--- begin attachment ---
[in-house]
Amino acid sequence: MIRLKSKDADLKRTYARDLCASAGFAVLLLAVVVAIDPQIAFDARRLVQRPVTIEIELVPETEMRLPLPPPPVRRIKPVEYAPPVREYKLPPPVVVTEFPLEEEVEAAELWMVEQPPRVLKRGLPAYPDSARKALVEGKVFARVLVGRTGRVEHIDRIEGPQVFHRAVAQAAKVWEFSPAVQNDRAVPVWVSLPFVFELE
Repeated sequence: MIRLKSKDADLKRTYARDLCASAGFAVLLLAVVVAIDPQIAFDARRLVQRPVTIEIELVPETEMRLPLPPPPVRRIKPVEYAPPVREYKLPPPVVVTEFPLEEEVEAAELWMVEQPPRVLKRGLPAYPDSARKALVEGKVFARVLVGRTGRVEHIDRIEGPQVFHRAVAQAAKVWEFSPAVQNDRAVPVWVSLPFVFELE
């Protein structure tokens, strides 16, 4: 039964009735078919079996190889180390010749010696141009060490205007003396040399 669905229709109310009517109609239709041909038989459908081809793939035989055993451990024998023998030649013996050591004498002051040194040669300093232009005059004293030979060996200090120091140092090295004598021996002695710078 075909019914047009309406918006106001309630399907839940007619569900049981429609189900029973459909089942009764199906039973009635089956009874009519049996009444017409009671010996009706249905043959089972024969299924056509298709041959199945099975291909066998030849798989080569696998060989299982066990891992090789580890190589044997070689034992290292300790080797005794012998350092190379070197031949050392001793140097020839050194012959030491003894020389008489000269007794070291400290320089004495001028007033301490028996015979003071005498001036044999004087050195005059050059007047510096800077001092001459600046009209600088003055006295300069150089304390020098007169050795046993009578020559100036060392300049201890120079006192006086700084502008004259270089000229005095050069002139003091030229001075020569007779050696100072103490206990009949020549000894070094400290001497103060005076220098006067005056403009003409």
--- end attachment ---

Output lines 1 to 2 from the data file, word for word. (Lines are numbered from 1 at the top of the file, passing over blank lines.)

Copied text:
[in-house]
Amino acid sequence: MIRLKSKDADLKRTYARDLCASAGFAVLLLAVVVAIDPQIAFDARRLVQRPVTIEIELVPETEMRLPLPPPPVRRIKPVEYAPPVREYKLPPPVVVTEFPLEEEVEAAELWMVEQPPRVLKRGLPAYPDSARKALVEGKVFARVLVGRTGRVEHIDRIEGPQVFHRAVAQAAKVWEFSPAVQNDRAVPVWVSLPFVFELE